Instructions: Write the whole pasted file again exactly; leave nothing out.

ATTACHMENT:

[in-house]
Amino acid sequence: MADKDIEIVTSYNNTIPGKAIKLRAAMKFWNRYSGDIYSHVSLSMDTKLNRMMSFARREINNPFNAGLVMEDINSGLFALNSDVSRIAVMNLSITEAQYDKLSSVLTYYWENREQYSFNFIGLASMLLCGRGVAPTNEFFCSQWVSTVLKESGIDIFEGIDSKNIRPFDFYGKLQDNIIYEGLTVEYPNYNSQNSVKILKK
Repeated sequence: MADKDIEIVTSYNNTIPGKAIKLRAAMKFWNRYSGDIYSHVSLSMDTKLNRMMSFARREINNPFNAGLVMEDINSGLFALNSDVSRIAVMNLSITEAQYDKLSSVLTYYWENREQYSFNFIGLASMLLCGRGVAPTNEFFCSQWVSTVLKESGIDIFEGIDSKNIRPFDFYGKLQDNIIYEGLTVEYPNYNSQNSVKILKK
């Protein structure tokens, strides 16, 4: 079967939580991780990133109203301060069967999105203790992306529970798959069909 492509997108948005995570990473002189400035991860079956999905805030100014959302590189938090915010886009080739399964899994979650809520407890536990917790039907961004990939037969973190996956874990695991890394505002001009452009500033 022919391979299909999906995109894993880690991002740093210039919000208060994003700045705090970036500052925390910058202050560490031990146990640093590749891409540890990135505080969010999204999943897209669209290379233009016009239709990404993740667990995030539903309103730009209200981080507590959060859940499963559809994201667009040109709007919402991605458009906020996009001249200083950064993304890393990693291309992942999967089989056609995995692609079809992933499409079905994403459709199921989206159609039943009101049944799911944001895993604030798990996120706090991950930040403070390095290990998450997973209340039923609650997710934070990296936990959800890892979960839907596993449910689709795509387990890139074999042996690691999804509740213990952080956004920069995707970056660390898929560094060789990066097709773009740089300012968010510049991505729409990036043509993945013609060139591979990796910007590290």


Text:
[in-house]
Amino acid sequence: MADKDIEIVTSYNNTIPGKAIKLRAAMKFWNRYSGDIYSHVSLSMDTKLNRMMSFARREINNPFNAGLVMEDINSGLFALNSDVSRIAVMNLSITEAQYDKLSSVLTYYWENREQYSFNFIGLASMLLCGRGVAPTNEFFCSQWVSTVLKESGIDIFEGIDSKNIRPFDFYGKLQDNIIYEGLTVEYPNYNSQNSVKILKK
Repeated sequence: MADKDIEIVTSYNNTIPGKAIKLRAAMKFWNRYSGDIYSHVSLSMDTKLNRMMSFARREINNPFNAGLVMEDINSGLFALNSDVSRIAVMNLSITEAQYDKLSSVLTYYWENREQYSFNFIGLASMLLCGRGVAPTNEFFCSQWVSTVLKESGIDIFEGIDSKNIRPFDFYGKLQDNIIYEGLTVEYPNYNSQNSVKILKK
């Protein structure tokens, strides 16, 4: 079967939580991780990133109203301060069967999105203790992306529970798959069909 492509997108948005995570990473002189400035991860079956999905805030100014959302590189938090915010886009080739399964899994979650809520407890536990917790039907961004990939037969973190996956874990695991890394505002001009452009500033 022919391979299909999906995109894993880690991002740093210039919000208060994003700045705090970036500052925390910058202050560490031990146990640093590749891409540890990135505080969010999204999943897209669209290379233009016009239709990404993740667990995030539903309103730009209200981080507590959060859940499963559809994201667009040109709007919402991605458009906020996009001249200083950064993304890393990693291309992942999967089989056609995995692609079809992933499409079905994403459709199921989206159609039943009101049944799911944001895993604030798990996120706090991950930040403070390095290990998450997973209340039923609650997710934070990296936990959800890892979960839907596993449910689709795509387990890139074999042996690691999804509740213990952080956004920069995707970056660390898929560094060789990066097709773009740089300012968010510049991505729409990036043509993945013609060139591979990796910007590290």